Corey Allan: Absolutely. And the way you can find more about that is SMR nation.com/smracademy. So coming up on today's regular free version of Sexy Marriage Radio is a couple of questions that have come in to wrap up a past episode and then a new question that's come in that's been in the queue for just a little bit. Then on the extended content today, those of you that are listening to this episode, you get the surprise. Because as we're recording this, I don't know what the extended content's going to be because we're not recording it here while we're at the getaway, so...

Pam Allan: All right, well let's just rock and roll then.

Corey Allan: ... all that's coming up on today's show.

Speaker 4: Hey Dr. Allan and Pam, I'd like to push back, calling a foul ball in the most respectful way possible. I'm a long time listener to the show. I love the work you guys do. You said in episode 574 that you're not the moral police when asked should a young engaged woman take her fiance for a test run before the wedding night to ensure she approved to the size of his equipment. I understand not everyone that listens in the nation has a biblical worldview, but I think over the years, you've made it clear that you and Pam do. It seems to me that you were suggesting she tried to arouse him to check things out. I know you have a daughter and maybe you have advised her in this way, but I don't know.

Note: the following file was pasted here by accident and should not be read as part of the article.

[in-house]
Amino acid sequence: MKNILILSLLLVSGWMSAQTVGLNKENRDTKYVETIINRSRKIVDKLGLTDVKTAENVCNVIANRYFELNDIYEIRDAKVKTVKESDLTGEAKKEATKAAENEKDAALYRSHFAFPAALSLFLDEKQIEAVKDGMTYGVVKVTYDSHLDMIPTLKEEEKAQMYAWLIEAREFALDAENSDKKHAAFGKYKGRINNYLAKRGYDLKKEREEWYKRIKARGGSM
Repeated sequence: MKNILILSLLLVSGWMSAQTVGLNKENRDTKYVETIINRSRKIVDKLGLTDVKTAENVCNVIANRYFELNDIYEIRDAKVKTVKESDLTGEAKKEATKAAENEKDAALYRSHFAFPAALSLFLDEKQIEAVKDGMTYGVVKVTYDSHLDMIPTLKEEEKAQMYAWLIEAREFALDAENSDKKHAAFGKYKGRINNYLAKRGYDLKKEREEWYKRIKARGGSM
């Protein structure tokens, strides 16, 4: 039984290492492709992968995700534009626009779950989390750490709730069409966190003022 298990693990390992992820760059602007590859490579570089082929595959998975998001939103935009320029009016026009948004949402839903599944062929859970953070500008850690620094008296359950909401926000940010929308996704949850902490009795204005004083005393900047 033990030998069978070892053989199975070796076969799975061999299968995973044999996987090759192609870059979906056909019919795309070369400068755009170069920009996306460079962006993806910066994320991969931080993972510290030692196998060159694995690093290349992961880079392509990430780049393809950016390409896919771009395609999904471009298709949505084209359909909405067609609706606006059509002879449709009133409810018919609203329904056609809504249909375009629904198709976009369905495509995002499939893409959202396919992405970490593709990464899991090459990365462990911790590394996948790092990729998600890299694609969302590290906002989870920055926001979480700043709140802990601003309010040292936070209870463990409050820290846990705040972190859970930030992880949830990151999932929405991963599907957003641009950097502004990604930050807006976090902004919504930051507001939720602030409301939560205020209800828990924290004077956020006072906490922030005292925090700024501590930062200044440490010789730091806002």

Speaker 4: I have four daughters. If one of my girls were to ask you the same question, what would you say? I've always been under the impression that SMR's mantra was the best sex happens in the marriage bed. I guess I'm confused. Are you endorsing the sexual experience outside the marriage bed? You often have said sex is not just the penis and the vagina. Please help. Full respect to you and Pam.

Corey Allan: Pam. So this is the episode that went on a couple weeks back where...